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This resource is hosted by the Nelson Mandela Centre of Memory, but was compiled and authored by Padraig O’Malley. It is the product of almost two decades of research and includes analyses, chronologies, historical documents, and interviews from the apartheid and post-apartheid eras.

Chapter 16/[] 3/ extended note

With the unbanning of the political organizations, the release of Mandela, and the insistence of the likes of Harry Gwala & others in the ANC in Natal that Mandela not meet with IFP leader Chief Mangosutho Buthelezi, the relationship between the ANC and the IFP further deteriorated and the conflict spread from KwaZulu Natal to the townships sprawling across the Vaal Triangle in the Transvaal. Fierce competition between the two for political support degenerated into a vortex of violence between ANC aligned factions in the townships and IFP aligned factions in the hostels. This violence threatened to get out of control in the latter part of late 1990 and into 1991. Mandela accused the SA security forces of being involved in the violence on the side of the IFP and of actually fomenting it on occasion. He raised the issue with de Klerk on a number of occasions, each time more forcefully and even considered postponing the first meeting between the two sides. When the ANC suspended the armed struggle, making, of course, its resumption more difficult with unforeseeable consequences, the government rather than reciprocating on the question of releasing political prisoners dug in its heels on the issue. In Long Walk, Mandela's increasing disillusionment with De Klerk over what he perceived as de Klerk's lack of action on the violence contrasts with De Klerk's expressions of frustration in Long Trek over what he perceived as Mandela's preoccupation with it despite his (De Klerk's) best efforts to bring it under control.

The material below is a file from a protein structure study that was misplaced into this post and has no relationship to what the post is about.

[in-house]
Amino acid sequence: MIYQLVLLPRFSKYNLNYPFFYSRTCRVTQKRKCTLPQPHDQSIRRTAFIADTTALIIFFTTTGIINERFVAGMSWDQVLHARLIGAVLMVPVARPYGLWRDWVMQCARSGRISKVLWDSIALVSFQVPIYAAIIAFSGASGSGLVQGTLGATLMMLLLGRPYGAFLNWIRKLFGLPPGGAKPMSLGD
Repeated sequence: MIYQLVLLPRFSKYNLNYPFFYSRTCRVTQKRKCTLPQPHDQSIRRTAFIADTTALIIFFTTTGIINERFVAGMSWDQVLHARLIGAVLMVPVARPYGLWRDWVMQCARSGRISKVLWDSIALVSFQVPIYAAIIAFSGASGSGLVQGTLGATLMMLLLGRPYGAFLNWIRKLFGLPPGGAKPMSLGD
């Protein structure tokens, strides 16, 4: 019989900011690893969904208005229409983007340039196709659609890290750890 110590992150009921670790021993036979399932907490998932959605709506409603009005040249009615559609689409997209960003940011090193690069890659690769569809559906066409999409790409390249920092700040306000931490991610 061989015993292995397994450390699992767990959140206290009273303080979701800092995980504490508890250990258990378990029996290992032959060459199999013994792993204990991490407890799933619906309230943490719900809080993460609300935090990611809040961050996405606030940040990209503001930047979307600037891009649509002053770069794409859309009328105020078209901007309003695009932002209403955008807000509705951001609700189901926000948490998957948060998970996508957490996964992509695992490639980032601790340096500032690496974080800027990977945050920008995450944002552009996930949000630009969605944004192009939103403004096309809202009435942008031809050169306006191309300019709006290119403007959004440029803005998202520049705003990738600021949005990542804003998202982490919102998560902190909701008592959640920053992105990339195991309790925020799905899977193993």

This resource is hosted by the Nelson Mandela Centre of Memory, but was compiled and authored by Padraig O’Malley. Return to the Nelson Mandela Centre of Memory site.